>observer_ on Nintendo Switch
We originally reviewed >observer_ on the Xbox One in August of 2017, and gave the game a 9.0/10! The game is now available on the Nintendo Switch, and we wanted to see how it would perform. Look at this article as more of a performance review on Switch, as opposed to a complete review of the game itself. To read our thoughts on the story of >observer_, feel free to read our complete review!
Initial Thoughts on >observer_
The year is 2084, and we are put into the shoes of detective Daniel Lazarski who’s job it is to walk the streets of Krakow dealing with the increasing crime rate. The detective is working on behalf of the Chiron organization. Daniel is an observer, and thanks to technologies developed by Chiron after the fall of all the worlds super powers, Daniel is able to hijack the minds of individuals and look through their thoughts and memories.
Observer takes place in a particularly bad and dreary Krakow slum, and you will move in between only a handful of locations during your entire play through, interacting with only a few individuals. For the entire experience, you will continue to question who you can trust in this entire ordeal, or who you should be careful around. The story writing is done so well, that I was left (almost) speechless when the credits rolled!
It really is the sights and sounds that create the most captivating moments in Observer, whether it is the faint music in the background as you push open a door to enter a room, or the creaks you’d expect to here when walking through dimly lit hallways and apartments. These sounds, coupled with the outstanding visuals, create an atmosphere that anyone would want to explore.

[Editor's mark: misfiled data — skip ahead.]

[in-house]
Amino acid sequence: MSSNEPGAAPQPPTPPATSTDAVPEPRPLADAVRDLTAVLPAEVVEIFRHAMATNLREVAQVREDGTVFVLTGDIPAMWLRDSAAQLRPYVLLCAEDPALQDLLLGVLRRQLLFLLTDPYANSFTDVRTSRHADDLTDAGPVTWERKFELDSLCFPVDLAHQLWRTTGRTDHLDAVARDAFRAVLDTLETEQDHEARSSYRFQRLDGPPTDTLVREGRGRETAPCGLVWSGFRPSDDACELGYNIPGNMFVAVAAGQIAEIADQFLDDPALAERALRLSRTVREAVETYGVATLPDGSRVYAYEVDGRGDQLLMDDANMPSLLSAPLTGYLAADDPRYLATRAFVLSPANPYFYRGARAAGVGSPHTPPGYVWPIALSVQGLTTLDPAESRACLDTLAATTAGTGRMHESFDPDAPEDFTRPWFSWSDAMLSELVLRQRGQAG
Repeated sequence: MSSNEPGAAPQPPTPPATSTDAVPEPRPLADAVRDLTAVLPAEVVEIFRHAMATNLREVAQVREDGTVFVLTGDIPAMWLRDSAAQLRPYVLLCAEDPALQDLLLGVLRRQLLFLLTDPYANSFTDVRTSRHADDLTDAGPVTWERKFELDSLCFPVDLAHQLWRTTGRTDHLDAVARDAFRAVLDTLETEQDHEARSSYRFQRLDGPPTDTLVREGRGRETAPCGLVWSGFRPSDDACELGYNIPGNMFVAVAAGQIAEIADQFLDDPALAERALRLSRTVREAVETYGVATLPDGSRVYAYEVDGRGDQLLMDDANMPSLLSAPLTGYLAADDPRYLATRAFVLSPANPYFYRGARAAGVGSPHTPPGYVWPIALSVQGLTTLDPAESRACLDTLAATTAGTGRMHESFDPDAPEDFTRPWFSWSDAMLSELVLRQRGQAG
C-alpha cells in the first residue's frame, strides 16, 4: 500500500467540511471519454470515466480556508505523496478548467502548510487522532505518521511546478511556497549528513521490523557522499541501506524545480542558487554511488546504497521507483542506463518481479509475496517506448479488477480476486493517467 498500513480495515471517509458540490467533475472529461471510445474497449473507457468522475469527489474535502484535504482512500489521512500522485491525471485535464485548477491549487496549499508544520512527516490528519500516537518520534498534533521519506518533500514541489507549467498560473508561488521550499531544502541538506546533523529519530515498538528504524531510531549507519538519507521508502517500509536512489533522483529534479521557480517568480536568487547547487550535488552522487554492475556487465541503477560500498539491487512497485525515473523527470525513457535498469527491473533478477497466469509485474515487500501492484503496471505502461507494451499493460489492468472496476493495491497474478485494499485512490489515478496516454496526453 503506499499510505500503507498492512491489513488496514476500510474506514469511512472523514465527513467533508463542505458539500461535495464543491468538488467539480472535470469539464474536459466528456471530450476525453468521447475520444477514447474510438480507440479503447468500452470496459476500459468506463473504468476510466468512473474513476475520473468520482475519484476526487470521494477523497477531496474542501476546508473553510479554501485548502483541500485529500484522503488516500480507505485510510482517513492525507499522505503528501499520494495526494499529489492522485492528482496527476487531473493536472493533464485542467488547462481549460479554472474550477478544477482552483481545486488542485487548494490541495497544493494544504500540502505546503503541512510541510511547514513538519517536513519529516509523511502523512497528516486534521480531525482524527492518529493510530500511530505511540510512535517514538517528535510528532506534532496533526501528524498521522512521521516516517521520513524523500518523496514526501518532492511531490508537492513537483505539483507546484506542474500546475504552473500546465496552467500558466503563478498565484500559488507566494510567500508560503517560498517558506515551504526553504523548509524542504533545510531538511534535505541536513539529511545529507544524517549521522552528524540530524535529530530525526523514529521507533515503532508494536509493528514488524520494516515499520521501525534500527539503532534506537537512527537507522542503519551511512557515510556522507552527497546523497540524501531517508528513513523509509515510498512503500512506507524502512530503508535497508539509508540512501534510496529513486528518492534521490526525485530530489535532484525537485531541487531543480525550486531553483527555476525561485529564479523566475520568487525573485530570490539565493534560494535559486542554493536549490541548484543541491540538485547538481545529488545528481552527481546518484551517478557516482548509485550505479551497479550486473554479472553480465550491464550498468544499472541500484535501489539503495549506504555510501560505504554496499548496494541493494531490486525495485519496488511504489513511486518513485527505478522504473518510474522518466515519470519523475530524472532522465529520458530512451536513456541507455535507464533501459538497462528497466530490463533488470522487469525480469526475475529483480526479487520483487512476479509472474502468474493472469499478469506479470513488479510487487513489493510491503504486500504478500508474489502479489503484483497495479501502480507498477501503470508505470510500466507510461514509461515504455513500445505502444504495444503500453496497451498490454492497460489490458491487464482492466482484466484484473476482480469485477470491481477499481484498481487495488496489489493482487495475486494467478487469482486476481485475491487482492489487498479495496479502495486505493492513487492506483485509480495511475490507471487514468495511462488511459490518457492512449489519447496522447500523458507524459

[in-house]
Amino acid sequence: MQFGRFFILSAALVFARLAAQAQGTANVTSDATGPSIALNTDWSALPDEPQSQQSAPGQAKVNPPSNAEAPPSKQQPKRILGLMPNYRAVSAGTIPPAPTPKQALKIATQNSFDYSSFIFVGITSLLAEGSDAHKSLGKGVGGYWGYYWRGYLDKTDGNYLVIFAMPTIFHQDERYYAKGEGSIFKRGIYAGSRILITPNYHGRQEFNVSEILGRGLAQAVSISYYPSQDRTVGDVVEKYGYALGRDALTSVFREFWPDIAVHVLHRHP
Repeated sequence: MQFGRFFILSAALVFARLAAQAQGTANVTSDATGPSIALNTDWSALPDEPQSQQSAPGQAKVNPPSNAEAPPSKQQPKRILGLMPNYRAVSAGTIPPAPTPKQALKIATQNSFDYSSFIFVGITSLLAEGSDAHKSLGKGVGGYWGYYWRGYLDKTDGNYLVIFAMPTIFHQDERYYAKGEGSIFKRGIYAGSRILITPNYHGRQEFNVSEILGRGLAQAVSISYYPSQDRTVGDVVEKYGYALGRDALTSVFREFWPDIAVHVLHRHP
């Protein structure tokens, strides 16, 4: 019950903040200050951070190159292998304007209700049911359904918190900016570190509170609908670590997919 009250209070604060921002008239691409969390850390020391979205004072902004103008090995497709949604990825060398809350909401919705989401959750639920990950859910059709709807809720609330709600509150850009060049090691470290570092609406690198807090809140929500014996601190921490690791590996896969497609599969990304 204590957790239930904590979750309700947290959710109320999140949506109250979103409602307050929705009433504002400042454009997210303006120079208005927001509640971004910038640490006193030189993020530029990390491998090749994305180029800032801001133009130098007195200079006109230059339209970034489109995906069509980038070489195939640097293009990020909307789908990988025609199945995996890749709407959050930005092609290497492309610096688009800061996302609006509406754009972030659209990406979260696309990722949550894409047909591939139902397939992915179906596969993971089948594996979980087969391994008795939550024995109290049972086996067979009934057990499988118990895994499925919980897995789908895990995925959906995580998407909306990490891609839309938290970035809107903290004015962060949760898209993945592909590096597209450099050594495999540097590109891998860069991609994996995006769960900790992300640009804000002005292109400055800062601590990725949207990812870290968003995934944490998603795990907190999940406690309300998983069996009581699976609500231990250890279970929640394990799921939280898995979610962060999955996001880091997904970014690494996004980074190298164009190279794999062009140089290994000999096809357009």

‘Hacking’ into the minds of individuals around the slum is only one aspect of the game play; working out what people have told you to solve the case is what really will test your own knowledge and problem solving skills. Although this is a fairly short experience, every time I set the controller down for the night, I was mentally exhausted, but definitely in a good way. The way this game makes you think is something I really enjoyed throughout, and although there are a few instant-fail moments throughout that are very frustrating – and frankly doesn’t fit well with the games otherwise obvious task of allowing you to pace your own adventure.
>observer_ Porting to Nintendo Switch
Bringing >observer_ to the Nintendo Switch works really well, and very poorly, at the same time. As a dual use system – whether docked for playing on the TV, or in handheld mode – so often many of these ports leverage one well and the other very poorly. This is definitely the case here. When in docked mode, the game just doesn’t feel right, and I noticed a number of audio and gameplay hiccups that were too frequent to ignore.
When taken off the dock, however, the immersion into the world of >observer_ was better than I had ever experienced. Perhaps it was being up and close with the game that made it so much better, but whatever the reason, this is, in my opinion, the best way to play this title, across all platforms! The game also leverages the touch screen of the Nintendo Switch, and although this doesn’t change the game play up much, it’s an added touch that sets this platform apart from others!
If you own other consoles in your home and are looking to play >observer_ on your television, the Nintendo Switch version should be avoided at all costs. The game looks much better on the Xbox One X – our previously reviewed system – so there is no reason to choose the Nintendo Switch over the other versions. However, if you primarily play your Nintendo Switch on the go, and want this as an on-the-go experience, this is the way to go, not because it’s your only option, but because getting up and close with the world of >observer_ just feels like the way the developers meant it to be played.